Not long ago, I said to an Orthodox friend, “Do you ever notice that some elders and others say that since the death of Christ, there has never been a time of darkness such as this one? But if you read history, you know there have been very, very dark times in the Christian era, times where evil was more rampant than we see today. Mass murder, slavery, all kinds of hideous things. I just don’t see how things are so much worse today.”
These days are worse than under Nazism? Worse than Maoism, and Bolshevism? These days are darker than during the wars of religion in Europe, or … you see where I’m going.
On the other hand, this quote from the political philosopher J. Budziszewski, taken from his book on the natural law, “What We Can’t Not Know,” may provide justification for that judgment. In the past, people did great evil, but they at least had a way to understand that what they did was evil. Now? According to Budziszewski, who teaches at UT-Austin, not so much:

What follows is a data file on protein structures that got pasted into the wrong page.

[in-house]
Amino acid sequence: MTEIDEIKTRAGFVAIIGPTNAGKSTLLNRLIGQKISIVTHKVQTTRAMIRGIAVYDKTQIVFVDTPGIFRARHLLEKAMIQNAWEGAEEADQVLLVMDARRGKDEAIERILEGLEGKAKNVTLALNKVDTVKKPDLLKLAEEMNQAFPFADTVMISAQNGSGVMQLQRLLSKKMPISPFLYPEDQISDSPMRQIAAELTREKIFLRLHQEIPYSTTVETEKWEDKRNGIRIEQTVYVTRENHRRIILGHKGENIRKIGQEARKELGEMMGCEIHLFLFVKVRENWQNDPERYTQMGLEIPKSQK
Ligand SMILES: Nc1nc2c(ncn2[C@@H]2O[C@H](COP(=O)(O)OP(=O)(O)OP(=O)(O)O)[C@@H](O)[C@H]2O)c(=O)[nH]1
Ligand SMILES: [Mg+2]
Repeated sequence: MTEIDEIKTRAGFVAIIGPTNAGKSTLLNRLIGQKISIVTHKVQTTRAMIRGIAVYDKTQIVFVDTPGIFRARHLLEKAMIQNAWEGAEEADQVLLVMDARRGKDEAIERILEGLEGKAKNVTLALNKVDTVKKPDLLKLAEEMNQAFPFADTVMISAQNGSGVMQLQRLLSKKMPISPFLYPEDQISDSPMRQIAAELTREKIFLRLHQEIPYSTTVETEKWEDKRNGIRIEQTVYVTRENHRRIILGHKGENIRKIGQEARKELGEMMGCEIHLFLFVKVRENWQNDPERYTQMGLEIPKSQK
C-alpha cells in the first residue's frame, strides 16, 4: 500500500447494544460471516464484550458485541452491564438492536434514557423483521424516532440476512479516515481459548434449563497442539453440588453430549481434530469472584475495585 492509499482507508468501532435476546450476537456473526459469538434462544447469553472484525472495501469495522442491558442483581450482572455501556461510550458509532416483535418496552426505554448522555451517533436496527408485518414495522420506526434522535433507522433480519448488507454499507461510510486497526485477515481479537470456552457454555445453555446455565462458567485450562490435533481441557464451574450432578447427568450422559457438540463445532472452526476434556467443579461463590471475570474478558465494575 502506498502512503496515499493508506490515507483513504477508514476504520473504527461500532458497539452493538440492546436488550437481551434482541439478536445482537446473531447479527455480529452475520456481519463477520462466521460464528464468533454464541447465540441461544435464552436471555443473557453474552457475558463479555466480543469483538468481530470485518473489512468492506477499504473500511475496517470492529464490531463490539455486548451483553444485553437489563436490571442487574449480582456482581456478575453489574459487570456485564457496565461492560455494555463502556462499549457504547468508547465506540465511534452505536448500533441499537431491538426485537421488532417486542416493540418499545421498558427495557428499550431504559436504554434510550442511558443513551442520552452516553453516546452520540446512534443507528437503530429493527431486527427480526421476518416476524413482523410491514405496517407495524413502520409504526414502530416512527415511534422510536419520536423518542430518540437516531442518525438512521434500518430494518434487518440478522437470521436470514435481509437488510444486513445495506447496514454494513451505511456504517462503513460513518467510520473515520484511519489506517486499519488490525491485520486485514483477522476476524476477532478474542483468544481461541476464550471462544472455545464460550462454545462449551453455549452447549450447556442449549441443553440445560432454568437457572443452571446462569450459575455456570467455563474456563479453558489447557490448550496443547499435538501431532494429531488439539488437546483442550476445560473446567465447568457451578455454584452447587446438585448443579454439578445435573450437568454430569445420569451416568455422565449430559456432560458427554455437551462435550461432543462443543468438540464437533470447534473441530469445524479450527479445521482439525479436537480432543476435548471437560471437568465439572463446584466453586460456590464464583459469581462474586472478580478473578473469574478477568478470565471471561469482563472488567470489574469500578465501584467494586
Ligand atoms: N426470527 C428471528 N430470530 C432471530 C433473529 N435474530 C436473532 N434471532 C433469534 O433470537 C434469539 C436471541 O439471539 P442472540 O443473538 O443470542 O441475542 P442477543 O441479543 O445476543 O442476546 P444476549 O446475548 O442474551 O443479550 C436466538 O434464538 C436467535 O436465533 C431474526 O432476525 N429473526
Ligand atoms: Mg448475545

We are passing through an eerie phase of history in which the things that everyone really knows are treated as unheard-of doctrines, a time in which the elements of common decency are themselves attacked as indecent. Nothing quite like this has ever happened before. Although our civilization has passed through quite a few troughs of immorality, never before has vice held the high moral ground. Our time considers it dirty-minded to treat sexual purity as a virtue; unfeeling to insist too firmly that the sick should not be encouraged to seek death; a sign of impious pride to profess humble faith in God. The moral law has become the very emblem of immorality. We call affirming it “being judgmental” and “being intolerant,” which is our way of saying it has been judged and will not be tolerated.
What do you think?